A zeitgeist of disbelief...

I think about Hypernormalisation again…

2 years ago I made a work about how stuck things felt, how stuck I felt. I used this town as ground on which to gather evidence.  It’s weird. It feels like we’re still stuck there, but yet something seems very different, unreal, and unable to be pinpointed. The Mary Celeste Project was about the frozen world. But what can you trust to be real when there is chaos in a frozen world?

I feel cold, anxious and lonely as I look at all the people in the station who feel as anxious and as lonely as I do. Its evidential; it’s on their faces. They wait for their 5pm commute back to the candle-lit-alehouse-utopia of Sheffield, where every other word heard on the street is a plea for spare change, to be spared from the returning freezing winter nights. Of course, decent working headphones will cancel out this growing noise. But for how much longer can one’s lonely little mind hold itself together?


No Holiday Until Postcapitalism (A Last Resort to Forgotten Fun)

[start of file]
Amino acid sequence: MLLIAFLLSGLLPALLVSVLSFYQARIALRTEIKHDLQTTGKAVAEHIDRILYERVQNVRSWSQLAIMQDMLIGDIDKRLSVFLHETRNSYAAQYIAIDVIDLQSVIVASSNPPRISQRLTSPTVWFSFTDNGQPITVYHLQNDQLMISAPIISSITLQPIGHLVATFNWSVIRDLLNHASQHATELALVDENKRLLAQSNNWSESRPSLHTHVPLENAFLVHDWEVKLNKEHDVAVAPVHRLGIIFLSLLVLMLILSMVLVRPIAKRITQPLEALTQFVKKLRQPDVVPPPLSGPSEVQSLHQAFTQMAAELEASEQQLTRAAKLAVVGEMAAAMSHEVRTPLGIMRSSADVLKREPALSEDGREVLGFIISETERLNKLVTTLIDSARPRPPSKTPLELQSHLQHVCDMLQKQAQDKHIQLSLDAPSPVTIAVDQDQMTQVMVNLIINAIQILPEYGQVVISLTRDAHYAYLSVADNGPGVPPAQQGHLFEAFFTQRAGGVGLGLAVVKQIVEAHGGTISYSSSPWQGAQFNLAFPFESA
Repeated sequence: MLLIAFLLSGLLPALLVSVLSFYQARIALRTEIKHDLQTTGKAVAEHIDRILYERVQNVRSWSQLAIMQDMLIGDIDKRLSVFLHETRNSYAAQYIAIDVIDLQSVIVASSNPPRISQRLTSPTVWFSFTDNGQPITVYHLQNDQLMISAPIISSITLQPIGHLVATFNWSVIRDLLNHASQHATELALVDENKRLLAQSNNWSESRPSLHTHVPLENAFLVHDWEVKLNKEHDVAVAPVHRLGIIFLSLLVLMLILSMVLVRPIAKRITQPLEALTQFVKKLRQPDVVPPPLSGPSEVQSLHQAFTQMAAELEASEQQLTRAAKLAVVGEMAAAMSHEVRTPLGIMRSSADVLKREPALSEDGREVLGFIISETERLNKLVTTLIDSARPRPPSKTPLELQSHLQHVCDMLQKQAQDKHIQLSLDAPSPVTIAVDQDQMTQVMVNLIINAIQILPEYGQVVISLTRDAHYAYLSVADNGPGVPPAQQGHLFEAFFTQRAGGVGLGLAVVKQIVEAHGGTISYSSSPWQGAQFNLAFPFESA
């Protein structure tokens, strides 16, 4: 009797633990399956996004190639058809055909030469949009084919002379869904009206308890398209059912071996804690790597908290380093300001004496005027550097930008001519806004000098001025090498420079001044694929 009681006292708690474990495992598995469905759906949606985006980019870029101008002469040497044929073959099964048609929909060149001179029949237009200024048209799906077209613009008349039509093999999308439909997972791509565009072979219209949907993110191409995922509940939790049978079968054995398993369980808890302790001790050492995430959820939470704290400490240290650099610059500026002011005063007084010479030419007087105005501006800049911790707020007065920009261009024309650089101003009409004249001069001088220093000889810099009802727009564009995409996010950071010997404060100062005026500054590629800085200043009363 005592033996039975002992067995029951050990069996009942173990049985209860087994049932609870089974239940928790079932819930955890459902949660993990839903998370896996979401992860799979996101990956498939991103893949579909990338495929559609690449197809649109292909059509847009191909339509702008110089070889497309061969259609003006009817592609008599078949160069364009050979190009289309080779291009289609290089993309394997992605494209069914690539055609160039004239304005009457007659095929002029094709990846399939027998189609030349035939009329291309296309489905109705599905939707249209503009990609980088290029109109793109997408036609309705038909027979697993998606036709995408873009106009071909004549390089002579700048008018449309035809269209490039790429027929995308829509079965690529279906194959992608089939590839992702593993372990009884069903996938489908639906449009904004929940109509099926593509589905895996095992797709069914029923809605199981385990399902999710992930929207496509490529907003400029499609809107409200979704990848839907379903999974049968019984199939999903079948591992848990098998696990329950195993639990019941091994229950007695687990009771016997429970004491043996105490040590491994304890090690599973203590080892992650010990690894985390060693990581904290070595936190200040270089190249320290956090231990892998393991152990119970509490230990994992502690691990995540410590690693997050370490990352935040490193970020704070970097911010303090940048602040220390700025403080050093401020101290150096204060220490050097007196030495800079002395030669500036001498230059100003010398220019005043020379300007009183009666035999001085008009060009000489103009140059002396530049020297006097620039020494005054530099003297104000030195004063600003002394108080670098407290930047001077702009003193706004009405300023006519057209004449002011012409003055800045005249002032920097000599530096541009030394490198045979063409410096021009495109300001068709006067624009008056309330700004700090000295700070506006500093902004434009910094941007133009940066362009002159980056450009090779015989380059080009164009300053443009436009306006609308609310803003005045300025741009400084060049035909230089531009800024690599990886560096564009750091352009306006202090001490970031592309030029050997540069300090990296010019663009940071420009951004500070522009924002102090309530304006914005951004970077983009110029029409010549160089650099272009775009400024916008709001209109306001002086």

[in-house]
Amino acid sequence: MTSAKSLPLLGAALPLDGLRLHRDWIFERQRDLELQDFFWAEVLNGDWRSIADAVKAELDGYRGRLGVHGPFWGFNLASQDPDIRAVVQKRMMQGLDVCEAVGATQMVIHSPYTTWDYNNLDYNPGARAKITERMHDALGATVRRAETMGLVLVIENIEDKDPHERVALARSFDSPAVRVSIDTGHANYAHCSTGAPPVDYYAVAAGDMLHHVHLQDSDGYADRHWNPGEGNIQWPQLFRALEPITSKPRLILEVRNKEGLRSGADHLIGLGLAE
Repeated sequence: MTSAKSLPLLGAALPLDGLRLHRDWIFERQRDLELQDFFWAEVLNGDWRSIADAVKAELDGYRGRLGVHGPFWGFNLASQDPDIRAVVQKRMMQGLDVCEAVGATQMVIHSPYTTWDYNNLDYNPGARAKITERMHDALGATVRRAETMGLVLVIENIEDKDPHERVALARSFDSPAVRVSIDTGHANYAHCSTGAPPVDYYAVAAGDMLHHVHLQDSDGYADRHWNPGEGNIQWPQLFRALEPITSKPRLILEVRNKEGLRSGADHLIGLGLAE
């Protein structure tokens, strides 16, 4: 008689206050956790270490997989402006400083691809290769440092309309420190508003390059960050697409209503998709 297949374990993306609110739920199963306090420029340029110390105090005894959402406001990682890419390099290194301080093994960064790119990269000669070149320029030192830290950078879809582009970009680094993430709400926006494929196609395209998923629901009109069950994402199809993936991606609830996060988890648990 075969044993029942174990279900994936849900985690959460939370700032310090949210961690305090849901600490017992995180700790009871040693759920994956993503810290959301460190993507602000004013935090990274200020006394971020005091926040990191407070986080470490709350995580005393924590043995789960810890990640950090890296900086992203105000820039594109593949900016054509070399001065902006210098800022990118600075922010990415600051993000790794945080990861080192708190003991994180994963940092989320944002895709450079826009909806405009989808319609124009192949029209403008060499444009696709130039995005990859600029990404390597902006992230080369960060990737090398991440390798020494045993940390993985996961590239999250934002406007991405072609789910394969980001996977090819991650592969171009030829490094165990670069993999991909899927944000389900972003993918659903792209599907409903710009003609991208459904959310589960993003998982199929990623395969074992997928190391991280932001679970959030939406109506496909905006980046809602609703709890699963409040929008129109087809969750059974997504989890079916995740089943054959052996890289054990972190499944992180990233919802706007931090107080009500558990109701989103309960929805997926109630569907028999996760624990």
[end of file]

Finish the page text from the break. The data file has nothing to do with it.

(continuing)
We’re relieved to get out of bottleneck of the north (Leeds station) as we join the now mostly emptied train for our journey to the North Sea coastline on this cold November morning. This station is making us both uneasy. This cold, hollow sort of self-reflection is filled horribly by the noise of this metal-on-metal place. At one point, when a certain sort of examination of life didn’t seem so paralysed by painful introspection, I had a mutual agreement with this place: I’d have to feel stressed and drained – but it would supply me a fresh mine of morbid fascination of the ‘man-machine-matrix’ (Will Self) for artistic purposes. But now that things just feel so stuck it just aggravates a searching for silence amidst the madness.